JVC Professional Video Powers ‘My Ireland’ Documentary With JVC GY-LS300 4KCAM
JVC Professional Video, a division of JVCKENWOOD USA Corporation, announced My Ireland, an upcoming feature-length documentary focused on Irish displacement, was shot on location across Ireland with two JVC GY-LS300 4KCAM Super 35 camcorders.
Based in St. Louis, Dancing Fox Pictures was hired by Monaghan Productions, also in St. Louis, to serve as cinematographers and crew for the production. Dancing Fox specializes in multi-camera event coverage, promotion videos, and cinema services. The company purchased its GY-LS300s in June just prior to the shoot.
Dancing Fox co-founder Elliott Geolat went to Ireland in June and July, conducting interviews and collecting B-roll footage across the country, from remote rural villages to Dublin. “We needed something portable and cinematic, and something that would be fast to use,” he Geolat, who shot most of the footage. “The GY-LS300 is a cinema camera that handles like an ENG camera. It was fast and handy, but delivered an image that was filmic.”
The documentary, which should be completed in early 2019, explores several causes of Irish displacement, including emigration to other countries to seek employment, mass evictions by vulture funds, a growing homeless crisis, and citizens with low-paying jobs who are unable to afford housing. The story reflects the life of My Ireland director and producer Anthony Monaghan, who left the country when he was 15 to find employment.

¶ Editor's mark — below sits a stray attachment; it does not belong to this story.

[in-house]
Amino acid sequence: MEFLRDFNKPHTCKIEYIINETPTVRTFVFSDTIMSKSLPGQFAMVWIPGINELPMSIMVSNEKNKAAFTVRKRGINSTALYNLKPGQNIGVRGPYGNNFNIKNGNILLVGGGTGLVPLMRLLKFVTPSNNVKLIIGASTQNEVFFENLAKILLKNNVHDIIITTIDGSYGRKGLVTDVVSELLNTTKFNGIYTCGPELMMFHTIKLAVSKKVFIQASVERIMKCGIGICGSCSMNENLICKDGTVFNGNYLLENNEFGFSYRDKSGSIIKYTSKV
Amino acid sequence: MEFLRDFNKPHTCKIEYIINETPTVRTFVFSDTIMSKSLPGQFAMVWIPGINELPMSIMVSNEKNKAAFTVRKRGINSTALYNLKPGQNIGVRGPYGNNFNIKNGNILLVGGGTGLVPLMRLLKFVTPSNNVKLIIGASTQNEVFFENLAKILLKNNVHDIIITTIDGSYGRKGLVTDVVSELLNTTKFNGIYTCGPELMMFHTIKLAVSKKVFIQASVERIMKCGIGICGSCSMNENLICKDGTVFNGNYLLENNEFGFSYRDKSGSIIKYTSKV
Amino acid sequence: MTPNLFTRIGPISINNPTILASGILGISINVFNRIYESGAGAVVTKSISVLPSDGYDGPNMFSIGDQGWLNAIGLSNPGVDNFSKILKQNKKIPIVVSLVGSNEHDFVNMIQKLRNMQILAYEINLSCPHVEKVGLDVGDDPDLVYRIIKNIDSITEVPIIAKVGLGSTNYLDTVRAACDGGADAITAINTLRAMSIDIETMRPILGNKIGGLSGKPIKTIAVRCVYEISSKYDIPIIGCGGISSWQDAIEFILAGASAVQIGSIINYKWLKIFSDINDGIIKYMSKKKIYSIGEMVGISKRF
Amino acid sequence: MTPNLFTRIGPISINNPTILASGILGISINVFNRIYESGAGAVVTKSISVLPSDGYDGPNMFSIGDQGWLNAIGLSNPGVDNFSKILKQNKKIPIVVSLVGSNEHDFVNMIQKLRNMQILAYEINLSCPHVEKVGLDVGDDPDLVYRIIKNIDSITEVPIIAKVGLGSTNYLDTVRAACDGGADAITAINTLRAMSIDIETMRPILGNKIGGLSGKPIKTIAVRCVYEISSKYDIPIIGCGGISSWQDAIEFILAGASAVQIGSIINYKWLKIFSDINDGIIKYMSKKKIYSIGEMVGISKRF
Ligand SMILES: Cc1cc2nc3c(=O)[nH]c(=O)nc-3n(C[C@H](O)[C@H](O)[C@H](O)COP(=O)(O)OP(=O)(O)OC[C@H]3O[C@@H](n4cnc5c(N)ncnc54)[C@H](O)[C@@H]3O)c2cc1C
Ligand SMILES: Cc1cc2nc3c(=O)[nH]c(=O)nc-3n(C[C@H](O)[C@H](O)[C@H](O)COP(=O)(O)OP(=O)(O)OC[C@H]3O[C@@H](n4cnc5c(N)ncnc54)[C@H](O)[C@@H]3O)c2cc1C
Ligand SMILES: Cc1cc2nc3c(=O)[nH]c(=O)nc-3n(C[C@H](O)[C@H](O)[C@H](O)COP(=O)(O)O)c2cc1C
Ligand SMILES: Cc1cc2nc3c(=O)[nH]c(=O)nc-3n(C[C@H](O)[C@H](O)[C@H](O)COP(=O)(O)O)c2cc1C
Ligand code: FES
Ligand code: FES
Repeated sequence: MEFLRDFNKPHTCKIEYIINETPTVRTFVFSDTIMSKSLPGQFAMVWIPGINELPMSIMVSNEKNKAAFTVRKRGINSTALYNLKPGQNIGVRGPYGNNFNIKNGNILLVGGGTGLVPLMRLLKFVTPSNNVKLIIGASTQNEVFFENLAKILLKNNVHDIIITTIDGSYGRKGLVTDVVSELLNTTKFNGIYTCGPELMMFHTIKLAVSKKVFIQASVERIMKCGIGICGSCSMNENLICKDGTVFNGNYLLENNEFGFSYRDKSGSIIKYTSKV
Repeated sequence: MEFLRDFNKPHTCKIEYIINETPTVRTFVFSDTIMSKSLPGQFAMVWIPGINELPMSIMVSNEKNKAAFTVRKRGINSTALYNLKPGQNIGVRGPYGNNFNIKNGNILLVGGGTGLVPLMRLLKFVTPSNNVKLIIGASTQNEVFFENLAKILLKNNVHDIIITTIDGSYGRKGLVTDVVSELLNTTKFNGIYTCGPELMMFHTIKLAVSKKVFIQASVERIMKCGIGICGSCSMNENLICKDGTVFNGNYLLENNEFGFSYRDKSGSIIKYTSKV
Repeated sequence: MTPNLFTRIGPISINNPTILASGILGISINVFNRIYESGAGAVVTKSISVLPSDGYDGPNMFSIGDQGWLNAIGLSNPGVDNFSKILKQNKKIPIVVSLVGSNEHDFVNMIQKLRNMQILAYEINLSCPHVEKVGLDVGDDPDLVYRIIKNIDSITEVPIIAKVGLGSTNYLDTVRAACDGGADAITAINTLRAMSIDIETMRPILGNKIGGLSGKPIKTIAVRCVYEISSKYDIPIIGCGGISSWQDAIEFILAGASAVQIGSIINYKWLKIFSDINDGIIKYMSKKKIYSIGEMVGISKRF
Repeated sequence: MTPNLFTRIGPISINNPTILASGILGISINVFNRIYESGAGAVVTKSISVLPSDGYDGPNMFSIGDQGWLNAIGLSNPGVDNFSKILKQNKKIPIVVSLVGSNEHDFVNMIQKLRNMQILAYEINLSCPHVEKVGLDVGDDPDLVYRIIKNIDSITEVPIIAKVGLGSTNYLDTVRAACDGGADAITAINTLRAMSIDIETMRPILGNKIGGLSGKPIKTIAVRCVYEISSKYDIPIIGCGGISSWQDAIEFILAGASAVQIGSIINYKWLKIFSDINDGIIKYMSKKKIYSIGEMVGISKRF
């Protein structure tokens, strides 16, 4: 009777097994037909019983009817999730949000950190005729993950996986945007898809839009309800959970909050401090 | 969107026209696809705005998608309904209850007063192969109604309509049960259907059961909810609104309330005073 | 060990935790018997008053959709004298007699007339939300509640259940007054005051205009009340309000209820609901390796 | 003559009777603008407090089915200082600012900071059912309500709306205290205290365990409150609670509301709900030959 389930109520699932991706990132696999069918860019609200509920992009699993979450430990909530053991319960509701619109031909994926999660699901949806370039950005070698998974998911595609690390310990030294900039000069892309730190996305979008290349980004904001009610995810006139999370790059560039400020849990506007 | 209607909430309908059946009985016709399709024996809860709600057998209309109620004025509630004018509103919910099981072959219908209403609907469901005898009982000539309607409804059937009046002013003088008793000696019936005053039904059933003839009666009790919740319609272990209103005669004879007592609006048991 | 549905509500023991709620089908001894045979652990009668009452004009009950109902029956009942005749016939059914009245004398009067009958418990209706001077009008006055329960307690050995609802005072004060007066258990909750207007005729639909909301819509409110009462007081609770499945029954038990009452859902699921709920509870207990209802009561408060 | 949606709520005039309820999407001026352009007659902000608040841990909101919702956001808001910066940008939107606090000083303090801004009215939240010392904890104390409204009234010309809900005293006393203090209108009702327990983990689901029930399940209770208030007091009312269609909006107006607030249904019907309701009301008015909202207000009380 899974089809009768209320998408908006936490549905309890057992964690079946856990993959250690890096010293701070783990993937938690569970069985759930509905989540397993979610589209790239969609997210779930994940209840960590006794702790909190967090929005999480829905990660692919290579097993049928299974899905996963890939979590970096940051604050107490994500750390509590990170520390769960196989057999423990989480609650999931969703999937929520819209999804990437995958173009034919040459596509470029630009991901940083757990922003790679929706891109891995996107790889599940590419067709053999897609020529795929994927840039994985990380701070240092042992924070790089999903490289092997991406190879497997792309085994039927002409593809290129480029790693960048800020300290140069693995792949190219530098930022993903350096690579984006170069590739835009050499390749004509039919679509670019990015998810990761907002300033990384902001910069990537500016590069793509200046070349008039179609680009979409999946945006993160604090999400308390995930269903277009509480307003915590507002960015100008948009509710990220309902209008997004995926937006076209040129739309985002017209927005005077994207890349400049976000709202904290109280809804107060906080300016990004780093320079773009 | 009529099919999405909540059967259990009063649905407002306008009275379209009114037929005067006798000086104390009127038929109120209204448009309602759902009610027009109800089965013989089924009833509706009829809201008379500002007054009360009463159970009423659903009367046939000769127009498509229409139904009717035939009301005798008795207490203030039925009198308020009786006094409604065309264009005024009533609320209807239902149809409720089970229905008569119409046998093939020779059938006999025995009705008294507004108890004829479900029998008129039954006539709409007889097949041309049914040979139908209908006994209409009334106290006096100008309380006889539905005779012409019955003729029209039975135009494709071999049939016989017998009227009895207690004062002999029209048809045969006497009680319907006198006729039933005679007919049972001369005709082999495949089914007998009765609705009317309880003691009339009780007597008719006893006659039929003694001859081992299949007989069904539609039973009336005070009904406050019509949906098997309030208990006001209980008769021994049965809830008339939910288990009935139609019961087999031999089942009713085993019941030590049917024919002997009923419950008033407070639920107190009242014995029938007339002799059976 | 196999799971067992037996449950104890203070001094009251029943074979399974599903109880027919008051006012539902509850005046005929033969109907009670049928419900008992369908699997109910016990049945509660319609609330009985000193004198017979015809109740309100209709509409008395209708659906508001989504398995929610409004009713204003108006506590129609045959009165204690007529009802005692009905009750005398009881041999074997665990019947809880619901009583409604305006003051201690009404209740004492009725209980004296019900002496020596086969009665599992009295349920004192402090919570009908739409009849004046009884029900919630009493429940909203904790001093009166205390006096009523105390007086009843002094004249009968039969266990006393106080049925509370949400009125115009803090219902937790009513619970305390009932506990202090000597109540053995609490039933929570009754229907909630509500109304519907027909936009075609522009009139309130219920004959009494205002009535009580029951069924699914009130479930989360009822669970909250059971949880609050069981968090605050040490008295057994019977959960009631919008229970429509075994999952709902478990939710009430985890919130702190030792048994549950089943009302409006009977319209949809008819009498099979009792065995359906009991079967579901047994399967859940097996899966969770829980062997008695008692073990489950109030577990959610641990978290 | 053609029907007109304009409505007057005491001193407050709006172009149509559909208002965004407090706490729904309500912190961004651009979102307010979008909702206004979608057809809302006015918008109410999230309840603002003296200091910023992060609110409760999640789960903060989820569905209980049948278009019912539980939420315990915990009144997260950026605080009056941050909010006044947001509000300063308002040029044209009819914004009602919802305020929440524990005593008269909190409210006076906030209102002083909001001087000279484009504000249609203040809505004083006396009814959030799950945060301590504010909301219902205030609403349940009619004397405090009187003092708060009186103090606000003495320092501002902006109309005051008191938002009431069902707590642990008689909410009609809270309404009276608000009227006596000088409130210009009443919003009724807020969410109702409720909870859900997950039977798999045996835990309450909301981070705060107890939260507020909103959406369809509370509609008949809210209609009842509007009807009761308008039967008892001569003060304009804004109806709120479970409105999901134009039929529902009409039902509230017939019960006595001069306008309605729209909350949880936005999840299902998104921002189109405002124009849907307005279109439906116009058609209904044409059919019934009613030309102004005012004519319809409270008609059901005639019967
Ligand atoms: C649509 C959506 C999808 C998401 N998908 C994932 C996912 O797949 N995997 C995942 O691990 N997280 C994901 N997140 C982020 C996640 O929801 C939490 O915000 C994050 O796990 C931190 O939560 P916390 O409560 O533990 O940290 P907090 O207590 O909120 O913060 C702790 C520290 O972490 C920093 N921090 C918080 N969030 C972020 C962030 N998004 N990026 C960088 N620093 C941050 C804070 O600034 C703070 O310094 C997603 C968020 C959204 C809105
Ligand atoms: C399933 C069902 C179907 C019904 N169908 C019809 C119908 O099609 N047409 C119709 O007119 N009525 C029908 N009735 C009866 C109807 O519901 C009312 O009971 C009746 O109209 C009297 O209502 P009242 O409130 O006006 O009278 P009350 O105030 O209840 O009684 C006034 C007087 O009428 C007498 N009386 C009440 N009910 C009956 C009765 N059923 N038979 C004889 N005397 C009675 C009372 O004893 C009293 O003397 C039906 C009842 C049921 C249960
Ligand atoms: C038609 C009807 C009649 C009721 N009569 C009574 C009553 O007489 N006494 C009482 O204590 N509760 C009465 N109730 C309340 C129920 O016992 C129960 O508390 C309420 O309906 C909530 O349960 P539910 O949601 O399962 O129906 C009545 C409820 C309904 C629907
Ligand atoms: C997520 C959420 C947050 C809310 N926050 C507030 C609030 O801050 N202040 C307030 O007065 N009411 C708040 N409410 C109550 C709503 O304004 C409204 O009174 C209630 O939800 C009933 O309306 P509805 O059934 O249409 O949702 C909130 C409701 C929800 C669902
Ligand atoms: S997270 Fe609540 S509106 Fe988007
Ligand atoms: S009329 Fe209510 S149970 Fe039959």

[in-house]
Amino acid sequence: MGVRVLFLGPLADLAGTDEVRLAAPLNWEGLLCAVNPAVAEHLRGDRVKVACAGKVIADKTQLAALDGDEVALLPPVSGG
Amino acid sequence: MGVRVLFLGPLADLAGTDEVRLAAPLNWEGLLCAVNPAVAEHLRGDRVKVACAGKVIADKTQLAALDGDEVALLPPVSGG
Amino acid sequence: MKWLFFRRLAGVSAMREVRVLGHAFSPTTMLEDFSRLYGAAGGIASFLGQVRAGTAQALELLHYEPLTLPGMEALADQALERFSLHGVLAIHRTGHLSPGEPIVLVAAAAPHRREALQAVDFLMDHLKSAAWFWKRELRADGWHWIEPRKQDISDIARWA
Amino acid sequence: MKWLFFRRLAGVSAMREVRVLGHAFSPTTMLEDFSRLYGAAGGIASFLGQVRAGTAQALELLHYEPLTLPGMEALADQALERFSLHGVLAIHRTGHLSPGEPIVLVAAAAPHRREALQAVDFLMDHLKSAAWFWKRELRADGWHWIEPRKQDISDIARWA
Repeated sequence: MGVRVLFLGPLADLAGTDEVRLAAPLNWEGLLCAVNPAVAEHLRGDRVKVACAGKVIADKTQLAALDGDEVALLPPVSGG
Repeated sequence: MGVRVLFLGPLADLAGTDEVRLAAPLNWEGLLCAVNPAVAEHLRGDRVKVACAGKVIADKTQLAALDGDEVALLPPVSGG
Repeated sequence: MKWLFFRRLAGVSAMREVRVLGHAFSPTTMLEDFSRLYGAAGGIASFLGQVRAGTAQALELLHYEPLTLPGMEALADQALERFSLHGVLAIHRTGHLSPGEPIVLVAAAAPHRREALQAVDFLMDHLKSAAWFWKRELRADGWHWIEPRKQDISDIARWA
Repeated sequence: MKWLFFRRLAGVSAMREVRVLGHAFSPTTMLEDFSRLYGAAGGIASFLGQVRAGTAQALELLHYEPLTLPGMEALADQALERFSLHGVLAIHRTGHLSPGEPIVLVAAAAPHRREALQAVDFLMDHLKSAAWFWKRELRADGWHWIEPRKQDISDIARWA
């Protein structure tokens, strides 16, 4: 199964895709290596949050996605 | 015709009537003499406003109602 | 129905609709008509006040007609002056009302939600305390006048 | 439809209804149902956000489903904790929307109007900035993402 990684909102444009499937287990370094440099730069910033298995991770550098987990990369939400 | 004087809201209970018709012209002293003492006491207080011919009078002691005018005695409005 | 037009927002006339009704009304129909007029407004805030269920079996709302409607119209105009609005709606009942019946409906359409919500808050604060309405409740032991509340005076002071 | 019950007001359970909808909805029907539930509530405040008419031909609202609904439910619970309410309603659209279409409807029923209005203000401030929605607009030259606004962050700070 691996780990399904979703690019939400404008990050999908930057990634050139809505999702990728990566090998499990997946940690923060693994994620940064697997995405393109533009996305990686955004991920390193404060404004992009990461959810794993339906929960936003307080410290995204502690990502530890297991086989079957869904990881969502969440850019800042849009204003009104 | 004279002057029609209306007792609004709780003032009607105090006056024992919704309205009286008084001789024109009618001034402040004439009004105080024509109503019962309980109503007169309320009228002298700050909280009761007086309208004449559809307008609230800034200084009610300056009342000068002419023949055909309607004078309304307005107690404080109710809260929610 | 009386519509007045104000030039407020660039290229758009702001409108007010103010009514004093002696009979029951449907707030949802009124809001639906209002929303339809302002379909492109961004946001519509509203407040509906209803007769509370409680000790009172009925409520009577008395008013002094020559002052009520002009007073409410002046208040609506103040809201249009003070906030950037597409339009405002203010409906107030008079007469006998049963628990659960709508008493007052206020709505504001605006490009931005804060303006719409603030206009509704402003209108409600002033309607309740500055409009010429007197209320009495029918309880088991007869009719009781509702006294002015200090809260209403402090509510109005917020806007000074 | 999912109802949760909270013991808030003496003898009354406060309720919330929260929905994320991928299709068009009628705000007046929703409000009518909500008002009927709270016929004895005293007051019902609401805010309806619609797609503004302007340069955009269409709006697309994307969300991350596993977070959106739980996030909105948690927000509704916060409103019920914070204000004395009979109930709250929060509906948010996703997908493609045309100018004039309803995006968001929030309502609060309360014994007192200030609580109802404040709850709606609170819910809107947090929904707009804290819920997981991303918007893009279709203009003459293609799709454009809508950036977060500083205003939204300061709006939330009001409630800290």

Most of the interviews were scheduled, but some were added during the shoot. For the impromptu interviews, Geolat needed to be able to setup quickly, often in locations where lighting was far from ideal. “It’s a compact camera, but all the external controls are at my fingertips. It’s so fast to setup,” he says. “I spent more time leveling the tripod than prepping the camera for a shot.”
For My Ireland, Geolat paired his GY-LS300s with three Rokinon Cine DS prime lenses. To create a cinematic look, My Ireland was shot in 4K/24p in J-Log mode, which expands dynamic range by 800 percent with film-like latitude. “I didn’t want to make a documentary with a small-chip look,” explains Geolat, “so that Super 35 sensor gave plenty of depth of field. It’s as shallow as you’d ever want it.”
While Geolat avoided on-screen zooms to maintain a more cinematic look, he did use the camera’s Prime Zoom feature, which allows fixed-focal lenses to zoom in and out without losing resolution or depth of field, for some shots. “The Prime Zoom feature is amazing,” he notes. “If I needed to zoom in a pinch, I could get closer without moving the tripod.”
Geolat recently shot additional footage for My Ireland in St. Louis with Dancing Fox co-founder Christopher Gibbs, and is already planning to use the cameras to shoot a full-length narrative feature next year. He praised the GY-LS300’s streamlined menu, built-in neutral density filters, and low-light performance. “Usually the words ‘cinema’ and ‘budget’ don’t go together, but they do in this camera,” says Geolat. “At its price point, it offers a set of features that you just don’t find. This is the best budget cinema camera in the world.”